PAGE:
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Stalled Jarring Talks Prompts Israel to Consider Interim Solutions

The Israel government believes there is no chance at present to get the stalled Jarring talks going and is considering “interim solutions” short of a formal peace treaty, it was learned today. Several such plans are being discussed on the Cabinet level and are expected to be raised at an extraordinary Cabinet meeting scheduled for Wednesday. One plan calls for re-opening the Suez Canal on the basis of an agreement with Egypt but without any evacuation of territories or reduction of troops. According to informed sources, Israel would accept such an arrangement only if the state of belligerency between Israel and Egypt was ended. Should the matter of troop withdrawals come up, Israel would insist on reciprocity by Egypt, the sources said. Defense experts are also reported to be examining a proposal by United States Assistant Secretary of State Joseph J. Sisco for an Israeli withdrawal to a line 26 miles east of the Suez Canal and another plan for a unilateral pull-back only a few miles from the canal bank.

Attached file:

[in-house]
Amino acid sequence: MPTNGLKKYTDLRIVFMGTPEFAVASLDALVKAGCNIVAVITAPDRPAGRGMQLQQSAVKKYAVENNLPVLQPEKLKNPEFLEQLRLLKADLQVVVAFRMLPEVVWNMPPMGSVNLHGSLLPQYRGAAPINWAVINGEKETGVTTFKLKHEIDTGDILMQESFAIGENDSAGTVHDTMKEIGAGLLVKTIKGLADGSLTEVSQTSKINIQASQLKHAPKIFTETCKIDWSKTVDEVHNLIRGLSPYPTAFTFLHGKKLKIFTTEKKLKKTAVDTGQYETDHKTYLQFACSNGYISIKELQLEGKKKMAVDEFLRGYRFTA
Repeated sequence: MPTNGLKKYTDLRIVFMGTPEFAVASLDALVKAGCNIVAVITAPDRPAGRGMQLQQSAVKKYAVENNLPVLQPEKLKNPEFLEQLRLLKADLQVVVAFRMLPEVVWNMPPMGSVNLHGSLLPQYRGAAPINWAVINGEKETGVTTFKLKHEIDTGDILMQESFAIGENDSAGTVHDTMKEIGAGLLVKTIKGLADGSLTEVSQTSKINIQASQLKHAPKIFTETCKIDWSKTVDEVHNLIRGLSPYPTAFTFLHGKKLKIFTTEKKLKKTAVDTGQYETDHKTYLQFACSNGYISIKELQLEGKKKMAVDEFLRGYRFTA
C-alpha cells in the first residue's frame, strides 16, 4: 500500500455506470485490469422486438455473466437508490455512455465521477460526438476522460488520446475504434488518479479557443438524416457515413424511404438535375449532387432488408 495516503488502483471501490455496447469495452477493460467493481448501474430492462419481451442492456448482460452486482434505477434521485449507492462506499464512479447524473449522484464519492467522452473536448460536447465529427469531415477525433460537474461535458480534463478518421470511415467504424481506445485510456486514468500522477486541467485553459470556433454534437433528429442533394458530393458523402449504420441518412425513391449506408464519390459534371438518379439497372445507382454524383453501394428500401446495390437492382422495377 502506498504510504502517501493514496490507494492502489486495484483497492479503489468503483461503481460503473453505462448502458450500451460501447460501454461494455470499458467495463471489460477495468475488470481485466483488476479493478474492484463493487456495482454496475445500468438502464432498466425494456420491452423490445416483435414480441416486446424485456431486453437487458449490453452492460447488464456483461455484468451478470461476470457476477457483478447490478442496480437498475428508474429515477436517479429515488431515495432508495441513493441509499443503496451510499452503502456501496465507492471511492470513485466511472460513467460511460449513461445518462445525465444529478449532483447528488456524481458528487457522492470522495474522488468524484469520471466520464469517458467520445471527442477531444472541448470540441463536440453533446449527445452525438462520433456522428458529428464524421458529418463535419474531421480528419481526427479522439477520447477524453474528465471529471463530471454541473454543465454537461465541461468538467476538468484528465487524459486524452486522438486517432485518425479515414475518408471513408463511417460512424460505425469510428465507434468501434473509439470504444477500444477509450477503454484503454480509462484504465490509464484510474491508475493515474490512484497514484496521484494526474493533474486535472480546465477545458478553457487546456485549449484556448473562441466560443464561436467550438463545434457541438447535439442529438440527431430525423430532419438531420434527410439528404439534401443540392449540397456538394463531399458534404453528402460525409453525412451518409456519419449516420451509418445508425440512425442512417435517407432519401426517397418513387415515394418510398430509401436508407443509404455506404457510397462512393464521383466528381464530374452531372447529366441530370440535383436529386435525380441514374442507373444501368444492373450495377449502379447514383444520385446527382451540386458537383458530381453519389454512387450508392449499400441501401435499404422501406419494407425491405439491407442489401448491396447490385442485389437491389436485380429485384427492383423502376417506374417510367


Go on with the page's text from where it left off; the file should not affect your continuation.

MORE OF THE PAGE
The token pull-back would depend on whether military experts think Israeli forces could control the canal’s banks without being right on them. Defense Minister Moshe Dayan is reportedly opposed to any unilateral pull-back. Israeli circles also take a dim view of the Sisco plan. They say that without a formal peace settlement it would be foolish for Israel to give up its Suez Canal line which provides the greatest in-depth security for Israel. According to these circles, a line 26 miles east of the canal would be more difficult to defend, would require more manpower and would lack the natural barrier provided by the waterway. The government is also reportedly considering a plan that would convert the current de facto cease-fire into an armistice. This would necessitate a contractual obligation by both sides not to resort to armed forces in the absence of a formal peace treaty.

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